1/29/07184 Lecture 129 Spherical Capacitor (3)  To calculate the electric field, we use a Gaussian surface consisting of a concentric sphere of radius r such that r 1 < r < r 2  The electric field is always perpendicular to the Gaussian surface so  … which reduces to …makes sense!

1/29/07184 Lecture 1210 Spherical Capacitor (4)  To get the electric potential we follow a method similar to the one we used for the cylindrical capacitor and integrate from the negatively charged sphere to the positively charged sphere  Using the definition of capacitance we find  The capacitance of a spherical capacitor is then

1/29/07184 Lecture 1211 Capacitance of an Isolated Sphere  We obtain the capacitance of a single conducting sphere by taking our result for a spherical capacitor and moving the outer spherical conductor infinitely far away.  Using our result for a spherical capacitor…  …with r 2 =  and r 1 = R we find …meaning V = q/4  0 R (we already knew that!)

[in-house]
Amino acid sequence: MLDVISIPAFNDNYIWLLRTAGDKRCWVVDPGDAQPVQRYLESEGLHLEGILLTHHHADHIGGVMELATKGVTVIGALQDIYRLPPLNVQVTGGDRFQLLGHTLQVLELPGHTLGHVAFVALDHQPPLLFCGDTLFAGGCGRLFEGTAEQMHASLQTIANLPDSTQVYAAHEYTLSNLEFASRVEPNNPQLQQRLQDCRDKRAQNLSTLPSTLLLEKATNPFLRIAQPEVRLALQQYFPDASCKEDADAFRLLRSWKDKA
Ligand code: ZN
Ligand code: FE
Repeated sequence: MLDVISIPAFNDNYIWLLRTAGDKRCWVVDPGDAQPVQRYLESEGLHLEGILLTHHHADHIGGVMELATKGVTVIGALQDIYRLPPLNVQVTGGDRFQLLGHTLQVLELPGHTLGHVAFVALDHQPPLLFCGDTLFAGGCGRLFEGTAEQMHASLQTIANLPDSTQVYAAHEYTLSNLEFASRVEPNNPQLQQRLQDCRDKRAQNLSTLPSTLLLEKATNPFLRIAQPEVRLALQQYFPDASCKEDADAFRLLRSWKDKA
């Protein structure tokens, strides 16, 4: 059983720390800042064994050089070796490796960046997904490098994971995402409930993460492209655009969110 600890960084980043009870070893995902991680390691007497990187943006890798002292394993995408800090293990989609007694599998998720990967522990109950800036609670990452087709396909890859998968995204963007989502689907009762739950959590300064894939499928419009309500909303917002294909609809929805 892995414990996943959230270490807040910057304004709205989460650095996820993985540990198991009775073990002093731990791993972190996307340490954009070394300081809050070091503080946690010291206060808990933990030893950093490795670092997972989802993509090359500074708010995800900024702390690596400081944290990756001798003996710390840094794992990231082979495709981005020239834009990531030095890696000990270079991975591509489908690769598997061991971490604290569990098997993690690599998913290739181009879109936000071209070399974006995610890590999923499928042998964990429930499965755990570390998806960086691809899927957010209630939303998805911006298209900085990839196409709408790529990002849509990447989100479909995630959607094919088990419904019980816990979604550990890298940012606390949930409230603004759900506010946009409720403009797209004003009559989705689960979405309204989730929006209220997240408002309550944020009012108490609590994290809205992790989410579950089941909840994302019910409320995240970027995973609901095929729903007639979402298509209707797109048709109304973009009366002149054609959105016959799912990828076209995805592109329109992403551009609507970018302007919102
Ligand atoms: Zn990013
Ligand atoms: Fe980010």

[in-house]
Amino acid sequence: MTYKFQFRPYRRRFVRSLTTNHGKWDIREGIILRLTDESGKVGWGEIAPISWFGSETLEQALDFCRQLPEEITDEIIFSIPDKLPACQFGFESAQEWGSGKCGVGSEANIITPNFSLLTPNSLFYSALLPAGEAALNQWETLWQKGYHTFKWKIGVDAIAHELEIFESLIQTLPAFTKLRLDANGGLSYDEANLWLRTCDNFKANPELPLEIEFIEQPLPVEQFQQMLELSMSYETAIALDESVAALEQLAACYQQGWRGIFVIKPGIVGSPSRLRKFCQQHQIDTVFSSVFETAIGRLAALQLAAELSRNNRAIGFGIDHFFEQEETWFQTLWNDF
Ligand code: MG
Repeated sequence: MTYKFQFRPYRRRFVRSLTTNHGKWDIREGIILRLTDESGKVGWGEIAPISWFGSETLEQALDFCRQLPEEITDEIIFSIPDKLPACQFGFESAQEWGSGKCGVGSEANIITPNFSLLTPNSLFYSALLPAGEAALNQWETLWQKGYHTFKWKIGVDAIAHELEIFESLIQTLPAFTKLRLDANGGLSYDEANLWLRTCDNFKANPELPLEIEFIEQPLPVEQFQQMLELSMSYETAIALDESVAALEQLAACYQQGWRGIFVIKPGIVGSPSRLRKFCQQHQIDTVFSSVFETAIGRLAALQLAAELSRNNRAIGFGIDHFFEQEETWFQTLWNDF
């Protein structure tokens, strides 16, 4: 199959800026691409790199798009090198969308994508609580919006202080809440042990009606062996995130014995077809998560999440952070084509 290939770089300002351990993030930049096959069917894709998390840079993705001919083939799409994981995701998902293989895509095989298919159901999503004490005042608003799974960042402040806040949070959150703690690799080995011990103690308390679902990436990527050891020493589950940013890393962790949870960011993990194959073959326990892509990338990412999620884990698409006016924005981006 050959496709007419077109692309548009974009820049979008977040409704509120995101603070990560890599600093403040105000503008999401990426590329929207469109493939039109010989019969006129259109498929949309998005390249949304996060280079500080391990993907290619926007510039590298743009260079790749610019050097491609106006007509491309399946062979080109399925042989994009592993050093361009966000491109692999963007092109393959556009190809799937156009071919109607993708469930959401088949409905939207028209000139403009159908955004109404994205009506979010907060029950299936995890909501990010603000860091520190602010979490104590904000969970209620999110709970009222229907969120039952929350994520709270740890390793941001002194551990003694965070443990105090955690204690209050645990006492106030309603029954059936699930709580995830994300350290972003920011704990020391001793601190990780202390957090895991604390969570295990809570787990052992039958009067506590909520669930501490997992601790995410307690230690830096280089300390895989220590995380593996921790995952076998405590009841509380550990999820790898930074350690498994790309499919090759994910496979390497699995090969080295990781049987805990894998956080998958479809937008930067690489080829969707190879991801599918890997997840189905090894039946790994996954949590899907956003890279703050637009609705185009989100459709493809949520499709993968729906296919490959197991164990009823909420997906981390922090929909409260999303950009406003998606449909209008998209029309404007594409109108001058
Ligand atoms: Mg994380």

1/29/07184 Lecture 1212ExampleExample  The “plates” of a spherical capacitor have radii 38 mm and 40 mm. a) Calculate the capacitance. b) Calculate the area A of a parallel-plate capacitor with the same plate separation and capacitance. b=40 mm a=38 mm d A ? Answers: (a) 84.5 pF; (b) 191 cm 2

1/29/07184 Lecture 1213 Clicker Question  Two metal objects have charges of 70pC and -70pC, resulting in a potential difference (voltage) of 20 V between them. What is the capacitance of the system? A) 140 pF B) 3.5 pF C) 7 pF D) 0

1/29/07184 Lecture 1214 Clicker Question  Two metal objects have charges of 70pC and -70pC, resulting in a potential difference (voltage) of 20 V between them. How does the capacitance C change if we double the charge on each object? A) C doubles B) C is cut in half C) C does not change The capacitance is the constant of proportionality between change and voltage. It depends on the geometry not on the charge or voltage.

1/29/07184 Lecture 1215 Capacitors in Circuits  A circuit is a set of electrical devices connected with conducting wires.  Capacitors can be wired together in circuits in parallel or series Capacitors in circuits connected by wires such that the positively charged plates are connected together and the negatively charged plates are connected together, are connected in parallel. Capacitors wired together such that the positively charged plate of one capacitor is connected to the negatively charged plate of the next capacitor are connected in series.